Parsha post: Acharei

This week’s parsha is from Leviticus 16:1-18:30 and Amos 9:7-15.

The Leviticus section picks up after the deaths of Aaron’s two sons because they were not treating the tabernacle or God with proper respect. Now, Aaron is given instructions regarding the sacrifices for the Day of Atonement, or Yom Kippur. Explicit instructions are given for how, who, when, and where these sacrifices shall be carried out. People are forbidden from trying to secure their own atonement from foreign gods by sacrificing outside of there camp and people are again forbidden from eating meat with the blood still in it. There is an additional listing of ways that people could behave in a way that would cause them to become contaminated as well.

Holiness is a serious thing. We see that again and again in Leviticus. Our God is holy and we need a covering or atonement in order to be in relationship with him, in order for him to dwell in our midst. The sacrifices offered by Aaron are a temporary covering over of sin, they do not remove it. The atonement offered by Aaron as the high priest is a picture of a permanent sufficient for all act of redemption. When Yeshua ( Jesus) shed his blood on the cross it was the sacrifice of the ultimate perfect spotless lamb. That one sacrifice is sufficient for all who would believe.

Shabbat Shalom Camp Gilgal,

RedSox

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Parsha Post: Metzora

This week’s parsha continues taking us through Leviticus and this week brings us to Leviticus 14-15:33. The Leviticus portion is another sure miss for a Bar Mitvah as it discusses purity for leprosy, home infestation, and discharges of many kinds. The Haftarah portion is one of my favorite stories and it comes from 2 Kings 7:3-20. This is an amazing story of how a bunch of desperate, hungry Israelite lepers decide to venture forward into the camp of the Aramean army, knowing that death is certain regardless of their actions. God uses these men as a way of bringing help and even deliverance to the whole Israelite camp. The Israelite camp that they have been exiled from because of their unclean state. God had caused the Aramean army to hear the sound of charging horses and chariots and so the enemy had fled–but the Israelites would never have known if it weren’t for these lepers finding good news and sharing their good fortune. They didn’t know what their reception would be when they visited the King, but they knew that they had to share the salvation they had found. They knew that they could not keep it to themselves. 2 Kings 7:9 “Then they said to each other, “What we’re doing is not right. This is a day of good news and we are keeping it to ourselves. If we wait until daylight, punishment will overtake us. Let’s go at once and report this to the royal palace.””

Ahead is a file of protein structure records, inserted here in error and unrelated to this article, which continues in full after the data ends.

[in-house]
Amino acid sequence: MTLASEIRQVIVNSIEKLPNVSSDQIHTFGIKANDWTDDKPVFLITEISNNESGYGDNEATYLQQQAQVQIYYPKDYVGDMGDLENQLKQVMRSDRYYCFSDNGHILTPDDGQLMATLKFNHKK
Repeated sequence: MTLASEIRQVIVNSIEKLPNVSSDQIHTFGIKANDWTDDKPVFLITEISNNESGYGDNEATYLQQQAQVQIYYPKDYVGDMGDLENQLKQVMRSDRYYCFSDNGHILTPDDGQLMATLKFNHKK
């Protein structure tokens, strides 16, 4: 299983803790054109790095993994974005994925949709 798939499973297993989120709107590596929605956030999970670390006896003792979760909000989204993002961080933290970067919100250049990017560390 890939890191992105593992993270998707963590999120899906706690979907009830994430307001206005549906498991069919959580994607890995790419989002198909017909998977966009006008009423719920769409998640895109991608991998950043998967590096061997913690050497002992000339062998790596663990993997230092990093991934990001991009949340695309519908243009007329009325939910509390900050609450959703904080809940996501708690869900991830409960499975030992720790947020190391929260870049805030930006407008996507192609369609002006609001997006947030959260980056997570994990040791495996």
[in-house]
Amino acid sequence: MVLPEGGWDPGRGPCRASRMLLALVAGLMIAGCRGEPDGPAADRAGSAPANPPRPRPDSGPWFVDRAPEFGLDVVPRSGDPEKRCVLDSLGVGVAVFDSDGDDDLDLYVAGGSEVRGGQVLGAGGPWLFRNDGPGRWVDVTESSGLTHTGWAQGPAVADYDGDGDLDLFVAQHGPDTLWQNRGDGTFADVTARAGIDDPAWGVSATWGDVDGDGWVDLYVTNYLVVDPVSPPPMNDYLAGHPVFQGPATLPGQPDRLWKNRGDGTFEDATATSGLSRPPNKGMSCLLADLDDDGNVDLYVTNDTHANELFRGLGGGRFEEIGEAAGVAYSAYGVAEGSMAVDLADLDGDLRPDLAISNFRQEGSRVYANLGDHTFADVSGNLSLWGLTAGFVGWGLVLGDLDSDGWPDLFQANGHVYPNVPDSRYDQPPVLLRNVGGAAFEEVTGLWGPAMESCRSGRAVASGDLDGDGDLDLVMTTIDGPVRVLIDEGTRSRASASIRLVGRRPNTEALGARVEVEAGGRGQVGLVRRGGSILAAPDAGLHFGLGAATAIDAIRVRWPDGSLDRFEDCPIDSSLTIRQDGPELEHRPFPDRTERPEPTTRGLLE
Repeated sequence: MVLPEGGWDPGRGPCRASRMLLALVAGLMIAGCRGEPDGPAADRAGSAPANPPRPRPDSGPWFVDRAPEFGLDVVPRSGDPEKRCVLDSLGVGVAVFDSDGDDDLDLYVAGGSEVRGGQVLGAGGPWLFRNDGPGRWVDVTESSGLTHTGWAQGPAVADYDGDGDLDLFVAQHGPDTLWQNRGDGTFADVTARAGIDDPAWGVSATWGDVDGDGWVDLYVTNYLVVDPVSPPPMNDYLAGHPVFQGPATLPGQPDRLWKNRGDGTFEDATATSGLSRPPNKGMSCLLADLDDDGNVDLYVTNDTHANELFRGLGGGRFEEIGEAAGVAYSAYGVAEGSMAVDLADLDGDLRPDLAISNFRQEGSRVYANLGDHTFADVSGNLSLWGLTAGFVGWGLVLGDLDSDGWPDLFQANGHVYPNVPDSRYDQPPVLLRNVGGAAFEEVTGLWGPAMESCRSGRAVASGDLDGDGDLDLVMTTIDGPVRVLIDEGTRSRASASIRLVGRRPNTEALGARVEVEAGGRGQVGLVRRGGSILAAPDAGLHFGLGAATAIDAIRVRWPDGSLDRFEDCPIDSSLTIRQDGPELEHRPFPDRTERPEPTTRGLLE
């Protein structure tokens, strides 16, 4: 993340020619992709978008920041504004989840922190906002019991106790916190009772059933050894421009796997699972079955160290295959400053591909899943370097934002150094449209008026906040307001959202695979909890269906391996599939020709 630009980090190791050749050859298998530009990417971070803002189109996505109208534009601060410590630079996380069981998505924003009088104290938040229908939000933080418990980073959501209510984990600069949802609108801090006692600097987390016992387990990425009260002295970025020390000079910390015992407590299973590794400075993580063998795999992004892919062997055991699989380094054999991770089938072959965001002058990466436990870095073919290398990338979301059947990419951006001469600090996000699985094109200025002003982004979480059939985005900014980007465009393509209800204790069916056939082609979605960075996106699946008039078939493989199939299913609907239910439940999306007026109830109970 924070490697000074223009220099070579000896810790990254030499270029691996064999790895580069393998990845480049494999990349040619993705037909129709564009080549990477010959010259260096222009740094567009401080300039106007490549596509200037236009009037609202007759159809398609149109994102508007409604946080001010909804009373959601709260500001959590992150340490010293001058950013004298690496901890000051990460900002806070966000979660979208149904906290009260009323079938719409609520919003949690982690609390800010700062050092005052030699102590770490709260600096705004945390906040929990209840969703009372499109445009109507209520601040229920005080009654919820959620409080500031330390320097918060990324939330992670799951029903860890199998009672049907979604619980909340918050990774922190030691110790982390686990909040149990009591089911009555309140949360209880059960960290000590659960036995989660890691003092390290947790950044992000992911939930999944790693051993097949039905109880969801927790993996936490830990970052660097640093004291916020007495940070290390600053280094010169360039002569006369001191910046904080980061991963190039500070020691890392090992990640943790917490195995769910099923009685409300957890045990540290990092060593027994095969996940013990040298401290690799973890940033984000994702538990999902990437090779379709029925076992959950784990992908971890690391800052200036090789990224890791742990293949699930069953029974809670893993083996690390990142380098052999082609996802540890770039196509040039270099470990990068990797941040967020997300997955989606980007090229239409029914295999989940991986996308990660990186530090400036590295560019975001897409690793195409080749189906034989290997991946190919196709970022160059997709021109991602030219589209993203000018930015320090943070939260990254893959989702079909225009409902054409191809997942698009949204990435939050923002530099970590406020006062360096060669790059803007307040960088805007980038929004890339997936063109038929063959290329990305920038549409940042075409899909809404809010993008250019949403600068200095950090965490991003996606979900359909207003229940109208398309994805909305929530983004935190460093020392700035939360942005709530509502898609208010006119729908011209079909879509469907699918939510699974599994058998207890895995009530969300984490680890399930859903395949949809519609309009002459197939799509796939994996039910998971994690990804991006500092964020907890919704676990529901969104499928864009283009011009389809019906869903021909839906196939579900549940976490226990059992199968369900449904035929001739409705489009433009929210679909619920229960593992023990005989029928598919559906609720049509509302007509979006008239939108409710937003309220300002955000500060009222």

This sentiment of the lepers reminds me of Peter and John in Acts 4:19-20 when they are brought before the religious court for causing trouble and healing a man lame from birth. Like the lepers, Peter and John knew they could not be silent, regardless of the consequences. “But Peter and John replied, “Which is right in God’s eyes: to listen to you, or to him? You be the judges!As for us, we cannot help speaking about what we have seen and heard.” What Peter and John had heard and seen was an even greater salvation than the temporary provision of food that the lepers encountered. What Peter and John had experienced was Yeshua (Jesus) coming to make the deaf hear, the blind see, the lame walk, lepers clean, and even the dead raised to life.

We too have stories to tell. We shouldn’t be able to stop talking about what we have seen and heard and experienced Yeshua do in our own lives. Let’s share it with our siblings, parents, extended relatives, and neighbors.

Shabbat Shalom Camp Gilgal,
RedSox

Parsha Post: Tazria

Tazria is this week’s parsha and it comes from Leviticus 12:1-13:59 and 2 Kings 4:42-5:19. This week’s parsha must be on the list of least popular bar mitzvah dates. Both the Torah and the Haftarah portions deal with skin diseases. Awesome, because blemishes are every pre-teen’s favorite topic of conversation!

Without going into too much detail for the more squeamish among us, the Leviticus portion is really amazing because the purity laws differentiate between the types of skin marks that are merely superficial imperfections and those that signal deeper contagion. God gives instructions for the priests to set up tests to distinguish between marks that were disease and marks that are disease. Moreover, it gives instructions for the people and for the priests to be able to regain ritual purity after a bout with one of these ailments. Exterior hygiene is important, but it is the inner condition of a person’s heart that will render them permanently clean or unclean.